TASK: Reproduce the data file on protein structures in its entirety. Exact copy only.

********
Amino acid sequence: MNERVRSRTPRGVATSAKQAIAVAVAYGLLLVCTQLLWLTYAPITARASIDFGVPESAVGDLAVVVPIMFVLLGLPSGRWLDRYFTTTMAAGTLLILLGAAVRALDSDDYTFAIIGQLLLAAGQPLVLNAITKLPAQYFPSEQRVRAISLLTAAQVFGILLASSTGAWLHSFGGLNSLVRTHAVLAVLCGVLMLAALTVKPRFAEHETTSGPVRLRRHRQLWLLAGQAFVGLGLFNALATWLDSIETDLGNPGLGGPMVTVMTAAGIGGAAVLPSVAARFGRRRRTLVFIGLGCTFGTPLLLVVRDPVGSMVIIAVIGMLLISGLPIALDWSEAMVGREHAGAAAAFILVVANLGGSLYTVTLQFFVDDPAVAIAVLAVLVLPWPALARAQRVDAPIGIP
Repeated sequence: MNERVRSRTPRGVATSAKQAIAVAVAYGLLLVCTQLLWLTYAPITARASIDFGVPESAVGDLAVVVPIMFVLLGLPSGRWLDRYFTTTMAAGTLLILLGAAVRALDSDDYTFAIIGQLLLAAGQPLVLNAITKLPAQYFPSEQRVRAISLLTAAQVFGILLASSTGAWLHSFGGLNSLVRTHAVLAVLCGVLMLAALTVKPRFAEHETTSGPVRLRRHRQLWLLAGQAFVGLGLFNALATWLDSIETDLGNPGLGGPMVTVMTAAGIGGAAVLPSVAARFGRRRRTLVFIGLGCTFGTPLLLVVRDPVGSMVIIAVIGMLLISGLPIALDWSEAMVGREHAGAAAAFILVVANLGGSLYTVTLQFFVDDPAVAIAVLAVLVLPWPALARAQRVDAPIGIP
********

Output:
Amino acid sequence: MNERVRSRTPRGVATSAKQAIAVAVAYGLLLVCTQLLWLTYAPITARASIDFGVPESAVGDLAVVVPIMFVLLGLPSGRWLDRYFTTTMAAGTLLILLGAAVRALDSDDYTFAIIGQLLLAAGQPLVLNAITKLPAQYFPSEQRVRAISLLTAAQVFGILLASSTGAWLHSFGGLNSLVRTHAVLAVLCGVLMLAALTVKPRFAEHETTSGPVRLRRHRQLWLLAGQAFVGLGLFNALATWLDSIETDLGNPGLGGPMVTVMTAAGIGGAAVLPSVAARFGRRRRTLVFIGLGCTFGTPLLLVVRDPVGSMVIIAVIGMLLISGLPIALDWSEAMVGREHAGAAAAFILVVANLGGSLYTVTLQFFVDDPAVAIAVLAVLVLPWPALARAQRVDAPIGIP
Repeated sequence: MNERVRSRTPRGVATSAKQAIAVAVAYGLLLVCTQLLWLTYAPITARASIDFGVPESAVGDLAVVVPIMFVLLGLPSGRWLDRYFTTTMAAGTLLILLGAAVRALDSDDYTFAIIGQLLLAAGQPLVLNAITKLPAQYFPSEQRVRAISLLTAAQVFGILLASSTGAWLHSFGGLNSLVRTHAVLAVLCGVLMLAALTVKPRFAEHETTSGPVRLRRHRQLWLLAGQAFVGLGLFNALATWLDSIETDLGNPGLGGPMVTVMTAAGIGGAAVLPSVAARFGRRRRTLVFIGLGCTFGTPLLLVVRDPVGSMVIIAVIGMLLISGLPIALDWSEAMVGREHAGAAAAFILVVANLGGSLYTVTLQFFVDDPAVAIAVLAVLVLPWPALARAQRVDAPIGIP